1. If this is unfamiliar to you, see the LDS Church’s official information regarding the Word of Wisdom at Mormon.org. You may also wish to read all of D&C 89, where the principle can be found in LDS scripture. 
  • Joey, If you truly believe that Joseph Smith was either deceived or a deceiver, then you have “poisoned the well,” and you will completely undervalue the words that follow. If you wish to understand my viewpoint, please assume while reading it that Joseph Smith was actually a prophet of God.

    Joey asked:

    Is there a one-to-one relationship between these blessings [i.e. the blessings mentioned in the Word of Wisdom and also in the bible] and the laws upon which they are predicated?

    My short answer: No. The relationship is one-to-many.

    Joey asked:

    Could there be multiple laws leading to the same blessings? If so, would I need to keep all the laws in order to reap the blessing, or would only keeping one or the other be sufficient?

    My short answer: More likely there is a single law leading to multiple blessings. One must keep the entire law in order to obtain all of the promised blessings.

    Now that I’ve given the short answers, allow me to expound further.

    One Law, Many Blessings

    The blessings mentioned in the scriptures do not have a one-to-one relationship with certain laws. They have a one-to-many relationship with one law. In other words, there is one law that we must obey in order to obtain all of the promised blessings.

    I refer you back to the verse in D&C 130:

    There is a law, irrevocably decreed in heaven before the foundations of this world, upon which all blessings are predicated– And when we obtain any blessing from God, it is by obedience to that law upon which it is predicated.
    (Emphasis added.)

    The One Law

    What is the one law upon which all blessings are predicated? What one law must we obey in order to obtain all blessings?

    Some call it, “God’s law,” “the law of the gospel,” or “the eternal plan of salvation,” among other things. One could easily argue that these represent the same single law, which encompasses all of the commandments.

    I believe that the foundation of the one law is “Faith in Jesus Christ.” If we truly have faith in our Savior–if we truly trust in Him and none else–then we obey God’s law, the law of the gospel. Eventually, we will receive all of the promised blessings, whether in this life, or the life to come.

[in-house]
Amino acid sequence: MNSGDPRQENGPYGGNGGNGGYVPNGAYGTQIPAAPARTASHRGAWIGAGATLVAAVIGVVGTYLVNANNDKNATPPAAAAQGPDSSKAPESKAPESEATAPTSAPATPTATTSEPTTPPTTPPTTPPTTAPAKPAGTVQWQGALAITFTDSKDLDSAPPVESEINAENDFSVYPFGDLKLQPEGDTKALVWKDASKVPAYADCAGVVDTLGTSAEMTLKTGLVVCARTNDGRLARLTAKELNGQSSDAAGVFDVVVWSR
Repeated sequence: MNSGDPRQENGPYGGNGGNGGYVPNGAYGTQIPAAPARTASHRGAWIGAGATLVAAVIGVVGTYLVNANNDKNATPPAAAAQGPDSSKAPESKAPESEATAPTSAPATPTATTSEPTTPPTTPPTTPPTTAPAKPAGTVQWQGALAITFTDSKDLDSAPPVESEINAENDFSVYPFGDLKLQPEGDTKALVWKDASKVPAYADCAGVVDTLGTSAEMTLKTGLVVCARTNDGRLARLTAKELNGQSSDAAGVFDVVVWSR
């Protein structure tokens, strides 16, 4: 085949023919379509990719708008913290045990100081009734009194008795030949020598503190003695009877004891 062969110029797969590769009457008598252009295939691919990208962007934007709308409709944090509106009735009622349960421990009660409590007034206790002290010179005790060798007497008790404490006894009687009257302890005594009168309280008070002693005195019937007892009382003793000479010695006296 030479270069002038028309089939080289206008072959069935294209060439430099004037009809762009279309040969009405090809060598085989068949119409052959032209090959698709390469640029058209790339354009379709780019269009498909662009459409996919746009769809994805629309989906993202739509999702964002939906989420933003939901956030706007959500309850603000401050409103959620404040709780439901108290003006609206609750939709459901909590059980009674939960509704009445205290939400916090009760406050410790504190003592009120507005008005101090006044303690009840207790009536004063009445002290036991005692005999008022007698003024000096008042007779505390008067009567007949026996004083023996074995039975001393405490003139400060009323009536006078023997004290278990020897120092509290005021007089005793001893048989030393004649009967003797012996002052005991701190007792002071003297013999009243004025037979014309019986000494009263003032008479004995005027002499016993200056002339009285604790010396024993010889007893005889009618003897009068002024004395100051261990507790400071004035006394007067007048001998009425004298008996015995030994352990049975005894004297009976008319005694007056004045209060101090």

Joey, you have argued that all of the blessings in the Word of Wisdom can be achieved simply through faith in Christ. I second your argument and submit that the Word of Wisdom does not suggest otherwise.

    In fact, following the Word of Wisdom is simply another way that Saints should demonstrate their faith in Christ, just as the Children of Israel demonstrated their faith by placing lamb’s blood on the door. You would never think that Moses had replaced faith in Christ with painting your doorway red. Why do you think that Joseph Smith replaced faith in Christ with health regulations? Jesus Christ revealed both of these commandments to His holy prophets, and those who have the faith to trust Him and obey His law will be blessed.

    The Word of Wisdom

    The Word of Wisdom does not claim to be the one law ensuring these marvellous blessings. In fact, you quoted verse 18:

    And all saints who remember to keep and do these sayings, walking in obedience to the commandments, shall receive…[the blessings].
    (Emphasis added.)

    A person cannot expect to receive the promised blessings simply by following the Word of Wisdom. She must walk in obedience to all of God’s commandments. In other words, she must obey God’s law — His one law.

    Conclusion

    In conclusion, all of God’s commandments and blessings are part of His one law. Throughout history, He has revealed this law — the “law of the gospel,” “the plan of salvation,” — to His children through prophets. The purpose of God’s law (or plan) is to glorify God by giving His children everything He has, all of the blessings He enjoys. God irrevocably decreed this plan (His law) “before the foundations of this world,” and all blessings we receive are predicated on our obedience to this one law.